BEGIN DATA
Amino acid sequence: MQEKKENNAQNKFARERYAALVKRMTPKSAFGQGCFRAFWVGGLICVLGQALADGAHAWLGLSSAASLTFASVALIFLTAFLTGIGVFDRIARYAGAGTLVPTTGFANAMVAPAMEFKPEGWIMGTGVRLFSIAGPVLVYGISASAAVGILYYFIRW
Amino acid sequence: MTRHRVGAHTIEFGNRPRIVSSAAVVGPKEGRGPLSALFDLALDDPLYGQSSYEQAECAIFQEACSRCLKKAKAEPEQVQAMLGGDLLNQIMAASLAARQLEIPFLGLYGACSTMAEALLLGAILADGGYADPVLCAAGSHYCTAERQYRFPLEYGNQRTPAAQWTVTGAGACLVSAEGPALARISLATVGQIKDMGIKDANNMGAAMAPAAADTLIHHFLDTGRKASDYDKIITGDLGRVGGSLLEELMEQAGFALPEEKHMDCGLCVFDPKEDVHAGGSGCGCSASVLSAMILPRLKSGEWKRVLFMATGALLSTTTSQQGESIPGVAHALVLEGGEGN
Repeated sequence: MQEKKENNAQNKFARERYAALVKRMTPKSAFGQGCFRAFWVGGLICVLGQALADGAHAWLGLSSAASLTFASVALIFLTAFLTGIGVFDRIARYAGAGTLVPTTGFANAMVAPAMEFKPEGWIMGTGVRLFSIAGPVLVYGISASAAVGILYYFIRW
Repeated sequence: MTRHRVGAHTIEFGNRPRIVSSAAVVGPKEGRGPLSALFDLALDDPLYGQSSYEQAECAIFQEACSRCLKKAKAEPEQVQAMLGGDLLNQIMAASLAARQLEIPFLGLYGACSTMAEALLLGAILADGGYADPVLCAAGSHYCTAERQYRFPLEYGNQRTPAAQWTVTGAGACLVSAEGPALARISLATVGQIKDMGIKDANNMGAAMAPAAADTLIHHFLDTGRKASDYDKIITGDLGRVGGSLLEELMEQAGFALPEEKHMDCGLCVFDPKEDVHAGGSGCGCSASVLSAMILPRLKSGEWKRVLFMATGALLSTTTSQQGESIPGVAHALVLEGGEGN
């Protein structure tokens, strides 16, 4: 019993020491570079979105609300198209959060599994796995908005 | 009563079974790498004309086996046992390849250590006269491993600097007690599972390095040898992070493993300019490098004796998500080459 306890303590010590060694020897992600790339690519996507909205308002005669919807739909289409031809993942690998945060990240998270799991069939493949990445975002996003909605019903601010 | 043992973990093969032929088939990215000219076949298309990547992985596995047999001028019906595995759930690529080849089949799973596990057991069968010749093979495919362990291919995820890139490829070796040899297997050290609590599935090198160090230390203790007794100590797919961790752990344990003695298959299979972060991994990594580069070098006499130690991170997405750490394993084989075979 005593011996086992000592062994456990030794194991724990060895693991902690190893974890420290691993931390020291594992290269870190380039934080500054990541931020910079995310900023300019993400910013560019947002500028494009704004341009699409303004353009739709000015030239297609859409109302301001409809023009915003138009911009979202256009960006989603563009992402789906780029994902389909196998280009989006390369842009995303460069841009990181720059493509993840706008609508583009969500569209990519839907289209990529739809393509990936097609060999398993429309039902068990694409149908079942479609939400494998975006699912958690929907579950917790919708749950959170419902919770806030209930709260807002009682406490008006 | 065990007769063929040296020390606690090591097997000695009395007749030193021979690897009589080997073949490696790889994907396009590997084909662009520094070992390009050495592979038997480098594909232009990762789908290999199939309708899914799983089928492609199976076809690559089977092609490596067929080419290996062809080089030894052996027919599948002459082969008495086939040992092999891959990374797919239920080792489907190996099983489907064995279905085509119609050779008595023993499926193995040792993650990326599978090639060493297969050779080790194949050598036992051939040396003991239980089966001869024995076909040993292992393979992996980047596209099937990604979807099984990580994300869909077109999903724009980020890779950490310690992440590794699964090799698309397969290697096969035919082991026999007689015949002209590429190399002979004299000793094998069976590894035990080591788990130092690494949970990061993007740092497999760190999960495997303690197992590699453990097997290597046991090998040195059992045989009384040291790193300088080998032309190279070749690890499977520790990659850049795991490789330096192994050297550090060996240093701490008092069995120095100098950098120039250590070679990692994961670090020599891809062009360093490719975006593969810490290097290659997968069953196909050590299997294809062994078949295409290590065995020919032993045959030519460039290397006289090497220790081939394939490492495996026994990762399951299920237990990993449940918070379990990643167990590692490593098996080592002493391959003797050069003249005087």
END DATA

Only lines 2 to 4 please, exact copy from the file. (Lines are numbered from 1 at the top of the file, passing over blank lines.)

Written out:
Amino acid sequence: MTRHRVGAHTIEFGNRPRIVSSAAVVGPKEGRGPLSALFDLALDDPLYGQSSYEQAECAIFQEACSRCLKKAKAEPEQVQAMLGGDLLNQIMAASLAARQLEIPFLGLYGACSTMAEALLLGAILADGGYADPVLCAAGSHYCTAERQYRFPLEYGNQRTPAAQWTVTGAGACLVSAEGPALARISLATVGQIKDMGIKDANNMGAAMAPAAADTLIHHFLDTGRKASDYDKIITGDLGRVGGSLLEELMEQAGFALPEEKHMDCGLCVFDPKEDVHAGGSGCGCSASVLSAMILPRLKSGEWKRVLFMATGALLSTTTSQQGESIPGVAHALVLEGGEGN
Repeated sequence: MQEKKENNAQNKFARERYAALVKRMTPKSAFGQGCFRAFWVGGLICVLGQALADGAHAWLGLSSAASLTFASVALIFLTAFLTGIGVFDRIARYAGAGTLVPTTGFANAMVAPAMEFKPEGWIMGTGVRLFSIAGPVLVYGISASAAVGILYYFIRW
Repeated sequence: MTRHRVGAHTIEFGNRPRIVSSAAVVGPKEGRGPLSALFDLALDDPLYGQSSYEQAECAIFQEACSRCLKKAKAEPEQVQAMLGGDLLNQIMAASLAARQLEIPFLGLYGACSTMAEALLLGAILADGGYADPVLCAAGSHYCTAERQYRFPLEYGNQRTPAAQWTVTGAGACLVSAEGPALARISLATVGQIKDMGIKDANNMGAAMAPAAADTLIHHFLDTGRKASDYDKIITGDLGRVGGSLLEELMEQAGFALPEEKHMDCGLCVFDPKEDVHAGGSGCGCSASVLSAMILPRLKSGEWKRVLFMATGALLSTTTSQQGESIPGVAHALVLEGGEGN